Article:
Every year, First 5 San Mateo County, along with the First 5 Association and First 5s from counties across the state, participates in Advocacy Day, when we share with our elected officials our priorities for children and families and the policies we believe are needed to support them.
Our 2022 policy agenda centers around the belief that all of California’s youngest children deserve to be healthy, safe, and ready to succeed in school and life. First 5 seeks to build comprehensive and integrated early childhood systems of care, with an intentional focus on prenatal to age 3 as a critical stage of child development.
We are focused on systems change, particularly across different sectors, with an intention to shift the conditions that hold problems in place, to achieve meaningful and lasting social change.
We are advocating for state and federal policy frameworks that foster systems of care that proactively support the wellbeing of young children and families—systems that reach those farthest from opportunity, recognizing the disproportionate impacts that systemic racism, COVID-19, lack of economic opportunity, and natural disasters have had, and continue to have, on communities of color and low-income communities.
It’s time for California’s policies to support our children and families. That’s going to mean:
Infant & Early Childhood Mental Health (IECMH)
Mental health supports for young children and their families are vitally important to promoting resilience and social-emotional health and addressing the unique needs of infants and young children experiencing toxic stress and ACEs. This could be a pivotal moment in history for California’s mental health landscape and the future of our youngest children. So what does that look like?
- Increased access to community-based IECMH programs that are prevention-focused, help mitigate trauma, promote resilience, and identify concerns early.
- Secure increased investments in the workforce to create a robust network of providers trained in IECMH. First 5 supports a $250 million budget augmentation for IECMH services to prevent and mitigate mental health concerns, promote healthy social-emotional development, and train existing providers of infants and toddlers.
- Supported investments in the implementation of the new dyadic care Medi-Cal benefit, including technical assistance for local community partners, peer navigators, pediatric health care providers, and others.
Family-strengthening programs, like home visiting, improve birth outcomes, promote resilience and reduce parental stress, teach positive parenting techniques, and nurture stable, healthy, loving attachments for infants and their caregivers. To create and support these programs, we will need to:
- Build and expand upon state and local systems that provide family strengthening services rooted in the cultural and linguistic diversity of communities, such as home visiting.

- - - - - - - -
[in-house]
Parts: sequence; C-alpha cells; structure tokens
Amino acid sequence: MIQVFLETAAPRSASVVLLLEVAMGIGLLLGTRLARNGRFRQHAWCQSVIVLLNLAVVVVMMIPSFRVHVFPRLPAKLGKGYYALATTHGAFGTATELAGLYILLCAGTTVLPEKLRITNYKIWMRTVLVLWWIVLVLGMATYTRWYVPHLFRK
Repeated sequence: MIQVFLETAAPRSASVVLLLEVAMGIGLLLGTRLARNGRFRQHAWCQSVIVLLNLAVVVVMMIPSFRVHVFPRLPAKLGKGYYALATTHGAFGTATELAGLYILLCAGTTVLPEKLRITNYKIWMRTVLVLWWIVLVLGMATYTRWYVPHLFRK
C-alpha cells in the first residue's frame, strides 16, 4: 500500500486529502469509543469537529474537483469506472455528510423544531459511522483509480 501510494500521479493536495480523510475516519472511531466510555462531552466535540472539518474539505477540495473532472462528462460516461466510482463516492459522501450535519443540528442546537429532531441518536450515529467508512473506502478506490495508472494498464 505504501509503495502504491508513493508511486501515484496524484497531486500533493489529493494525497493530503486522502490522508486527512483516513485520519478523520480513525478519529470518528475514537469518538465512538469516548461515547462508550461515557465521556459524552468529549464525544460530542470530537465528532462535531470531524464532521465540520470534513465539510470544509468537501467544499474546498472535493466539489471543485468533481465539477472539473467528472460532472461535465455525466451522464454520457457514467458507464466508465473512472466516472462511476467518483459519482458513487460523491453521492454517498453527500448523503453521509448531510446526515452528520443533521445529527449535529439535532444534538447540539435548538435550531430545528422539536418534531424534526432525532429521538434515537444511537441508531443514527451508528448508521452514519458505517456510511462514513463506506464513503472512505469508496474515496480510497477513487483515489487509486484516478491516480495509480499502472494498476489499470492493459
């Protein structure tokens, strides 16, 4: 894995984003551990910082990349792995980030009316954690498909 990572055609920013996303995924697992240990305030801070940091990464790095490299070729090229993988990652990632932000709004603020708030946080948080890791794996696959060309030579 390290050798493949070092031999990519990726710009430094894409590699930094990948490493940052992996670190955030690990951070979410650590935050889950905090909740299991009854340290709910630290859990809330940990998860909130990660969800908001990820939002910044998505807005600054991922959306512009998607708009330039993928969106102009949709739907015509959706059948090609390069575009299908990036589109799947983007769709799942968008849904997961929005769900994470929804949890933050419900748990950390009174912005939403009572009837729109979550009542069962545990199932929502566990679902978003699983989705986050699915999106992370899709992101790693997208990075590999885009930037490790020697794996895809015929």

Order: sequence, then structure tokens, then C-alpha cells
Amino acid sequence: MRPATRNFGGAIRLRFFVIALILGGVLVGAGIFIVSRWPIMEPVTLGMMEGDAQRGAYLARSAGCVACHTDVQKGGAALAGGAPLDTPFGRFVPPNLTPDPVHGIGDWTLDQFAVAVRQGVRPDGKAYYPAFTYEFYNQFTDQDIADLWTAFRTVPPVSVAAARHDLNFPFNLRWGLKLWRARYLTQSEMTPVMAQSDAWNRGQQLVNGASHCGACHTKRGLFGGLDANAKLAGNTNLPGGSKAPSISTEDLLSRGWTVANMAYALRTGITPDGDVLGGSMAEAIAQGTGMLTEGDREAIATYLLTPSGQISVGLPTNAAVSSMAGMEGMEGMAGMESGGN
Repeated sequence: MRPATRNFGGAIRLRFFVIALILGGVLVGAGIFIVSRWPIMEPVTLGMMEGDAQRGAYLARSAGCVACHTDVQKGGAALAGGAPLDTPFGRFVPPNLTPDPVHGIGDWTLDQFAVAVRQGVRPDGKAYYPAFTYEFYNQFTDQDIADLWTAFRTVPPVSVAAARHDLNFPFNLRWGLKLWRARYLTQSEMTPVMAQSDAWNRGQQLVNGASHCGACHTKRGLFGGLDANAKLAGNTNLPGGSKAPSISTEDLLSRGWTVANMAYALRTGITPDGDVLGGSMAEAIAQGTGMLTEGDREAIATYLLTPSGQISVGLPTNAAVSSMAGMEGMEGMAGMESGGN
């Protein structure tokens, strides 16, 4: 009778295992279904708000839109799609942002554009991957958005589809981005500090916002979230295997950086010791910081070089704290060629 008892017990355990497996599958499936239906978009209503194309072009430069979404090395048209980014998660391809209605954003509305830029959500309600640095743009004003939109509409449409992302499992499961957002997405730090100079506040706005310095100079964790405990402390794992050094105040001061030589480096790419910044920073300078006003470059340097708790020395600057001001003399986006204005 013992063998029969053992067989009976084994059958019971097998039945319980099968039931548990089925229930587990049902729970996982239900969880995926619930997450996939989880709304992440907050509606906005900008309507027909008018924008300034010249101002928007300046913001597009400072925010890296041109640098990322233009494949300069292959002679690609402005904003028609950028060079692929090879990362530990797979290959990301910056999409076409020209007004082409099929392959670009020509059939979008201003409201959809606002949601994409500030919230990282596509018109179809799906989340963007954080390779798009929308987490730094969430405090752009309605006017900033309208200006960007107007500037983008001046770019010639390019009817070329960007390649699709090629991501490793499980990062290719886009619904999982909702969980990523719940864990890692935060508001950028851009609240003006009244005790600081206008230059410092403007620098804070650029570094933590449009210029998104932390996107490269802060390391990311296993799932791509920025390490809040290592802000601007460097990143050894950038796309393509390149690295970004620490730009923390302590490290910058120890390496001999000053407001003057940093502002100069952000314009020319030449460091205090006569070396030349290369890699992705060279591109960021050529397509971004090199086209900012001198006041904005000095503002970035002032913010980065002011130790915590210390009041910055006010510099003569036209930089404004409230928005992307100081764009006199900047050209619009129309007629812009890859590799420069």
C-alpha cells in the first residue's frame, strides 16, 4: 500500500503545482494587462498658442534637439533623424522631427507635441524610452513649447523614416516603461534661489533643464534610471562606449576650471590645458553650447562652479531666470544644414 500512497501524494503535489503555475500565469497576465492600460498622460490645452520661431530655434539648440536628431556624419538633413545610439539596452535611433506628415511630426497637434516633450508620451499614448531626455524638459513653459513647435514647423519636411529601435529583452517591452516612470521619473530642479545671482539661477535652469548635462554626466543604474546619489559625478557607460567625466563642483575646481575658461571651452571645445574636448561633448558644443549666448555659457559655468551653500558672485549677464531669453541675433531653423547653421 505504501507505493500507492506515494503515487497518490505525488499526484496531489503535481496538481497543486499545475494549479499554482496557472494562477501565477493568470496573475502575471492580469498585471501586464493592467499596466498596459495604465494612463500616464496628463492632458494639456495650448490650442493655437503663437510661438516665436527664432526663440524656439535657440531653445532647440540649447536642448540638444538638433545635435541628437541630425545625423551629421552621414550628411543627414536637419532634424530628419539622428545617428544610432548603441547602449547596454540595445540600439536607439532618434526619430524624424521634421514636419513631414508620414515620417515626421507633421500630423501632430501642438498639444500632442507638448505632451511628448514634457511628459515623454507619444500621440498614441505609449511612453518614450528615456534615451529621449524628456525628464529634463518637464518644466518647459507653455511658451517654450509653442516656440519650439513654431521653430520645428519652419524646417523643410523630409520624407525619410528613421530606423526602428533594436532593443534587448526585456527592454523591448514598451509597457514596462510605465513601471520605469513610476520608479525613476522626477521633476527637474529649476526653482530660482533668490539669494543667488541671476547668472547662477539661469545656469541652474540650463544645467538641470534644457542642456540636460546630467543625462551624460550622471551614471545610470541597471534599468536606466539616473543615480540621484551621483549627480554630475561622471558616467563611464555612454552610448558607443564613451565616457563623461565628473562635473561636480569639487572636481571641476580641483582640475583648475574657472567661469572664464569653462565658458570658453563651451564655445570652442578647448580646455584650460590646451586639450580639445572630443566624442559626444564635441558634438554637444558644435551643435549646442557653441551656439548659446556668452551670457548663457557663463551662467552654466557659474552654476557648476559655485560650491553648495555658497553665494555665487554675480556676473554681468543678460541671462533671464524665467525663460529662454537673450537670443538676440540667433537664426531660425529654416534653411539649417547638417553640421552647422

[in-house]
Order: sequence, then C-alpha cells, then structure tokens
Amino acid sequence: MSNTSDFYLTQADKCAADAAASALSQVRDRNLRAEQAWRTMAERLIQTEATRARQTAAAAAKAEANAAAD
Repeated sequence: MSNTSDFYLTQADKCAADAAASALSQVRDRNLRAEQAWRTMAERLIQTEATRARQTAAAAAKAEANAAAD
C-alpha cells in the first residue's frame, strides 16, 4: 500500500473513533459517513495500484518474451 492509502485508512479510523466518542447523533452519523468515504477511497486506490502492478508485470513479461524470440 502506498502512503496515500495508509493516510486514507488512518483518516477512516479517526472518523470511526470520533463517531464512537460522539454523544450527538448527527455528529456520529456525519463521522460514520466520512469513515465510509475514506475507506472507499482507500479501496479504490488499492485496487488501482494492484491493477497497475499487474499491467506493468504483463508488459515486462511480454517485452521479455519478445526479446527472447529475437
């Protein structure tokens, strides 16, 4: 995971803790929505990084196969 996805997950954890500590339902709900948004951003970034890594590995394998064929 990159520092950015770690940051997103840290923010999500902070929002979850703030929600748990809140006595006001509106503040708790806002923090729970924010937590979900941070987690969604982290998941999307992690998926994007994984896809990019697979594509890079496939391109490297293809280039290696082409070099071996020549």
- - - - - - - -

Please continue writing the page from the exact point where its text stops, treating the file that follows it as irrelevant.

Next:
- Expand and strengthen the home visiting workforce through additional professional development resources, in coordination with local early childhood systems building efforts, with the goal of ensuring home visitors represent the diversity of California’s families.
- Increase cross-system coordination to ensure families are offered the most relevant and effective services available in a timely manner.
- Increase family economic supports, so that families can provide stable, thriving homes in which to raise children.
Comprehensive Health & Development
High-quality and accessible developmental and health screenings, and timely connection to early intervention services when needed, improve life-long outcomes for children. Family-centered healthcare services that prioritize prevention are fundamental for young children’s healthy development. This includes:
- Improving the physical health, mental health, and overall wellbeing of young children by advancing prevention services, care coordination, screenings, and multi-generational supports through Medi-Cal, including continuous Medi-Cal enrollment for children ages 0 to 5.
- Strengthening the systems of early identification and referral to appropriate intervention services for young children.
- Reducing racial inequities in maternal and infant health outcomes, including by removing systemic barriers to care for people of color, eliminating systemic racist practices, and increasing culturally relevant services for birthing people.
Quality Early Learning
High-quality early childhood care and education facilitates social-emotional learning and helps young children build critical early literacy and math skills, setting them on the path for school readiness and long-term academic success. We need to:
- Stabilize, strengthen, and scale early care and learning opportunities, with a focus on infant and toddler care.
- Promote increased access and affordability across the mixed delivery system, workforce support, system strengthening, and equitable access to quality improvement support to promote nurturing relationships between provider/caregivers and child.
All in all, this agenda is about supporting the whole early childhood landscape so that all parents, providers, and most importantly, children, are supported in their first 5 years for success. Advocacy Day is April 19th. We encourage you to learn more and tell your representatives that you prioritize these things too!